1
Handout #22
CS103
April 18, 2011
Robert Plummer
Problem Set #3 Solutions
1.
Suppose A and B are sets.
Prove that (A
B) - A = B - (A
B).
PROOF:
We will prove equality by showing that LHS
RHS and RHS
LHS.
[We'll put some whitespace in the first half of the proof to show how it improves readability.]
Suppose x
((A
B) – A).
Then (x
A
x
B)
x
A by the definition of union and set difference.
Since x
A and x
A cannot both be true, we have x
B
x
A.
If x
A, then x
A
B, so we have x
B
x
(A
B), which means x
(B – (A
B)) by the definition
of set difference.
So LHS
RHS.
For the second half of the proof, suppose x
(B – (A
B)).
Then x
B
x
(A
B) by the definition of set
difference.
Thus x
B
(x
A
x
B) by definition of intersection, and x
B
x
A since x
B and
x
B cannot both be true.
Since x
B, x
A
B, so we have x
(A
B)
x
A and x
((A
B) – A) )
by the definition of set difference.
So RHS
LHS.
■
2.
Consider the following three conditions:
(i)
A
B
(ii)
A
C
(iii)
A
B - C =
Can there exist sets A, B, and C that satisfy all three conditions?
If so, provide an
example.
If not, provide a proof to that effect.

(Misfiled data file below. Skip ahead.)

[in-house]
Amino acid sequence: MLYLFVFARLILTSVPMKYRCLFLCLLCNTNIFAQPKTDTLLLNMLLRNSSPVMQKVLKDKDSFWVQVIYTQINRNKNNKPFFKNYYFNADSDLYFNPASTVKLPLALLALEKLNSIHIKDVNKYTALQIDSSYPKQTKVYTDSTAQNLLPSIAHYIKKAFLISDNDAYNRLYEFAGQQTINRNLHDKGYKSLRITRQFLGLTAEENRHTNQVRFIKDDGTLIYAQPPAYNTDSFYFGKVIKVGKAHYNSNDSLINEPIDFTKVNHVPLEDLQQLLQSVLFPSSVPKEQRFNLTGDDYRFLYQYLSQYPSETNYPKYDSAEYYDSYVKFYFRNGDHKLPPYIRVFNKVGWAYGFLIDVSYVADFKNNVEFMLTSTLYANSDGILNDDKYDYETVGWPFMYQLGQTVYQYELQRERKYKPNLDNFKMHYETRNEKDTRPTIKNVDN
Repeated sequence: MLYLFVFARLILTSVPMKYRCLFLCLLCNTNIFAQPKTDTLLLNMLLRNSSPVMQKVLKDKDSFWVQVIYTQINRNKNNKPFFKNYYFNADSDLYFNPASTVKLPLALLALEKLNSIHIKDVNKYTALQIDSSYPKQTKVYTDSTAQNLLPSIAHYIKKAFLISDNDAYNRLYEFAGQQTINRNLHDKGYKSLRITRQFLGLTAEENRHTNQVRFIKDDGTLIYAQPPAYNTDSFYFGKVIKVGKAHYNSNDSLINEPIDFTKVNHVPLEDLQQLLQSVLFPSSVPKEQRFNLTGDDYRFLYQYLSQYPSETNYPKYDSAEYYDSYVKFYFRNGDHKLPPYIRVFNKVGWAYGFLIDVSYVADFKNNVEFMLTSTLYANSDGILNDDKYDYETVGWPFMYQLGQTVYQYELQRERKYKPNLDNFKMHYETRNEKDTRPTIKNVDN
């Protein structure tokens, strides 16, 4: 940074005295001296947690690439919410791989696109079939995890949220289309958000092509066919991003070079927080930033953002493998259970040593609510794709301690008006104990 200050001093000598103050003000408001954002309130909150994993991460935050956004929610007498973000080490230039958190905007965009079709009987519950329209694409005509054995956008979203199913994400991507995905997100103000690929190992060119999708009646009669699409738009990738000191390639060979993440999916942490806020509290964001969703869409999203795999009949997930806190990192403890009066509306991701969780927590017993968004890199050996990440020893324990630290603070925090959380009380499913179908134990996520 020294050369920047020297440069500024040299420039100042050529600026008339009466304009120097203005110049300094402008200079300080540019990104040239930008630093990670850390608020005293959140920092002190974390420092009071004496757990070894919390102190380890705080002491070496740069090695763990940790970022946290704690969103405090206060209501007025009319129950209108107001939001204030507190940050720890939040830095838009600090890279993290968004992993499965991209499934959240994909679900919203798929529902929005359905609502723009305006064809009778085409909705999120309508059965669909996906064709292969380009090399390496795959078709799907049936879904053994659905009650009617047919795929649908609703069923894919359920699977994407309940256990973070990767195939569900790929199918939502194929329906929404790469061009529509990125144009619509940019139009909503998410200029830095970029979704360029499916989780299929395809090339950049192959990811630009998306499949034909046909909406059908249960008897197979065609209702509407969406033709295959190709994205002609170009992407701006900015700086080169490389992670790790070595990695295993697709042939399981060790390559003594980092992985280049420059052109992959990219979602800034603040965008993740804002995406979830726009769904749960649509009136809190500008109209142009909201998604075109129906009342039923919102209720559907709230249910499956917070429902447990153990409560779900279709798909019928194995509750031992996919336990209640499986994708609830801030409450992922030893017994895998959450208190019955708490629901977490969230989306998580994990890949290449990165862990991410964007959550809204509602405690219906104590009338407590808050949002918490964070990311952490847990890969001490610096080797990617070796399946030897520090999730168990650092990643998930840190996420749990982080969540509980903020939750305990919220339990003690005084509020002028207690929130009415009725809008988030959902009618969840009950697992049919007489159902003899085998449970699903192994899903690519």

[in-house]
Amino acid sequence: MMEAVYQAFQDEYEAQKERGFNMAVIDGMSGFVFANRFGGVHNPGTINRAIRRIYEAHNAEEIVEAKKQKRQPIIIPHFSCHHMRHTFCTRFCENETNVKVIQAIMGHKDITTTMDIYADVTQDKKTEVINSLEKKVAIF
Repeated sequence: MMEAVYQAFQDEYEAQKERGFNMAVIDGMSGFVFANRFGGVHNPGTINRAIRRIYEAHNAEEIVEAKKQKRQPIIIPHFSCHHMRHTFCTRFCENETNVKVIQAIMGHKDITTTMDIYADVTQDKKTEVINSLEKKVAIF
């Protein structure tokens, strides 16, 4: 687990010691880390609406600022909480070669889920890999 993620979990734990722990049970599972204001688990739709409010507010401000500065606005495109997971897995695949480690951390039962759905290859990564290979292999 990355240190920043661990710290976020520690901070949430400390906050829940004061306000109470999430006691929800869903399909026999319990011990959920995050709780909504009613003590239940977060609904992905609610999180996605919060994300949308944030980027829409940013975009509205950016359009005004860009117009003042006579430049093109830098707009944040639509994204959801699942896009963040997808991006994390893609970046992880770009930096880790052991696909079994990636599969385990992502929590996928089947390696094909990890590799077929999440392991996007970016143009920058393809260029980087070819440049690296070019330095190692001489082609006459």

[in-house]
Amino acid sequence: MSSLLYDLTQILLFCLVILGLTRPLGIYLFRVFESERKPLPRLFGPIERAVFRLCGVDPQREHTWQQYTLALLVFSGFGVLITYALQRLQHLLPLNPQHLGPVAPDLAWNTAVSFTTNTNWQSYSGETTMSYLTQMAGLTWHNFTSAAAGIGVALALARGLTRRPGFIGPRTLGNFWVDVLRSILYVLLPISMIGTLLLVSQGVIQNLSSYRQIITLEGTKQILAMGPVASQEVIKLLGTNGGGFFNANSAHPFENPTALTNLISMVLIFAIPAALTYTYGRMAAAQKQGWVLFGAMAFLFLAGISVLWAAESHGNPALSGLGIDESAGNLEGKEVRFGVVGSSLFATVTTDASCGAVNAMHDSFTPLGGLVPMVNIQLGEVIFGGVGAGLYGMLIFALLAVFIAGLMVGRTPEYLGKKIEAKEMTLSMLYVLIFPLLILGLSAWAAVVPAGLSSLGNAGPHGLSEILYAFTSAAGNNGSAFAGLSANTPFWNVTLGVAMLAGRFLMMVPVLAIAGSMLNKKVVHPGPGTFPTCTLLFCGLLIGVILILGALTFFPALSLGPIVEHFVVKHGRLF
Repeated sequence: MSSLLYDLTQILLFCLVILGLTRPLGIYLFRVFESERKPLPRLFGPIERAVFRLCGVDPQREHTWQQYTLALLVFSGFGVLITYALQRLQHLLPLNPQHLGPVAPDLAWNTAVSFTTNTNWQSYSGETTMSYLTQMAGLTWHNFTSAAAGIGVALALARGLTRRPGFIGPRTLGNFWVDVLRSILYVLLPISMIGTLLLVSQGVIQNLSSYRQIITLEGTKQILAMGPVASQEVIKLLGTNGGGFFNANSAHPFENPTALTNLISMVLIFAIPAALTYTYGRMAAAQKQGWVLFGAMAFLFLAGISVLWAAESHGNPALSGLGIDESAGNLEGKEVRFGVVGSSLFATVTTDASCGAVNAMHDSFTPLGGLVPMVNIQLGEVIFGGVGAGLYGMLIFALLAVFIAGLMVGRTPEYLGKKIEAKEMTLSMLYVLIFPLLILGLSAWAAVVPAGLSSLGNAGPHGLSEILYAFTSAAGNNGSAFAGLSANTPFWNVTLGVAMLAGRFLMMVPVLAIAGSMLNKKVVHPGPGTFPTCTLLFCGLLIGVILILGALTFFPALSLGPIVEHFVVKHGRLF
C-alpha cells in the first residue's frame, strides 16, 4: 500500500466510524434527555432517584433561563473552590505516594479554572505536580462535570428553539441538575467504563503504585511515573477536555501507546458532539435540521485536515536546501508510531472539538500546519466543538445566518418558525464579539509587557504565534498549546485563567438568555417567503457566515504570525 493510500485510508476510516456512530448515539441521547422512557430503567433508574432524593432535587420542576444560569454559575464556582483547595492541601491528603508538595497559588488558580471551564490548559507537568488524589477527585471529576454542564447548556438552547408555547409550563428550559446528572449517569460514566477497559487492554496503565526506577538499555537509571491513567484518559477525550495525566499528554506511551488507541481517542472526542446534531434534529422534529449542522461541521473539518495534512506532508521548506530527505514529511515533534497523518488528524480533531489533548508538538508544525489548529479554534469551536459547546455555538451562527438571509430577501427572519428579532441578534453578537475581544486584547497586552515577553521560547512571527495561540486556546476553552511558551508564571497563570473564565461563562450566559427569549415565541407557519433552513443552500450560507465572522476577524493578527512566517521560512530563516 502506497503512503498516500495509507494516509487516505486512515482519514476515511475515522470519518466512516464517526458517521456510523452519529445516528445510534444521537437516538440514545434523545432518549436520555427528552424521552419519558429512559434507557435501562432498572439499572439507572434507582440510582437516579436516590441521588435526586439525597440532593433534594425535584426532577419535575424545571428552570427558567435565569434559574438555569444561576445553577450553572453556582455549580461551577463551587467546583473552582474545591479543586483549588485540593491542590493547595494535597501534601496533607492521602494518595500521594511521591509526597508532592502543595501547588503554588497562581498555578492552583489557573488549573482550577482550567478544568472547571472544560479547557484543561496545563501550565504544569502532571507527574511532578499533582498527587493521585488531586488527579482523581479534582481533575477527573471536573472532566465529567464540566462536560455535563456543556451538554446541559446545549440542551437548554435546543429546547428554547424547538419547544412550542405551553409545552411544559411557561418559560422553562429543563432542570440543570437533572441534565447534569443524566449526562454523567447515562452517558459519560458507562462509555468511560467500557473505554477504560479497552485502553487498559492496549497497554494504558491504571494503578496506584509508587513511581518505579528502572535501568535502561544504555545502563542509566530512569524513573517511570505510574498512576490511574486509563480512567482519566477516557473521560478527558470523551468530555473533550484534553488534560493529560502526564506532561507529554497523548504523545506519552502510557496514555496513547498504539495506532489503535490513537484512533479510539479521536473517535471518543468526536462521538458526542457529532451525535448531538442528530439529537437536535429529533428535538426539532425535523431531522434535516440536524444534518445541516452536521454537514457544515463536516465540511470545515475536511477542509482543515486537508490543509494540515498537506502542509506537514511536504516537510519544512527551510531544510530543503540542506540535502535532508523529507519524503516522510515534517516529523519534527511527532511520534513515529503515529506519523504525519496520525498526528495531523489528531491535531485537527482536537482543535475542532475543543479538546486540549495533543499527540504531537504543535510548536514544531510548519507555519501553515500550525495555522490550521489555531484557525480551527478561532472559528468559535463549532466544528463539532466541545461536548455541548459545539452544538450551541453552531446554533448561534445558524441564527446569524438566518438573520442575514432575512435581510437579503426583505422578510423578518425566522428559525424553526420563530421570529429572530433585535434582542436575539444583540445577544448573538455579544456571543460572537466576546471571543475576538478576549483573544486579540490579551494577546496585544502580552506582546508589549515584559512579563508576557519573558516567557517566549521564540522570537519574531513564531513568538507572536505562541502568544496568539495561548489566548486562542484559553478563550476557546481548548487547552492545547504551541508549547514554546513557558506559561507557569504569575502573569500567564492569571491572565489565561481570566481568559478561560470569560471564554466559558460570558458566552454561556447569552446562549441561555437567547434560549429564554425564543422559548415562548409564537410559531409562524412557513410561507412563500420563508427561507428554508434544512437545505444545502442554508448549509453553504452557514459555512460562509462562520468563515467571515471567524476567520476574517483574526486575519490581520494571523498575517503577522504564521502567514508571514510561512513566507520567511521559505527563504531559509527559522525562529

Example:
A = {1, 2}, B = {2, 3}, C = {2, 4}.
Or, any non-empty sets where A = B = C.
3.
If A and B are sets, is it possible that A
B and A
B?
Give an example or prove that
this is not possible.
Example: A = {1, 2}, B = {1, 2, {1, 2}}
4.
Suppose that A and B are sets.
Prove that B
A = A if and only if A
B.
[Indenting can improve readability, and placing a formula on a separate line makes it convenient to give it a
number for later reference.
Lower case Roman numerals are often used for this purpose.]
PROOF.
First the forward direction (
):
Suppose that (B
A) = A
(i)
and suppose that x
A.
Then by (i), x
B
A., so x
B.
Thus A
B.
Now the backward direction (
):
Suppose that A
B
(ii)
and suppose
that x
B
A.
Then x
A.
Now suppose x
A.
Then x
B by (ii), and x
B
A.
Thus B
A = A.
■

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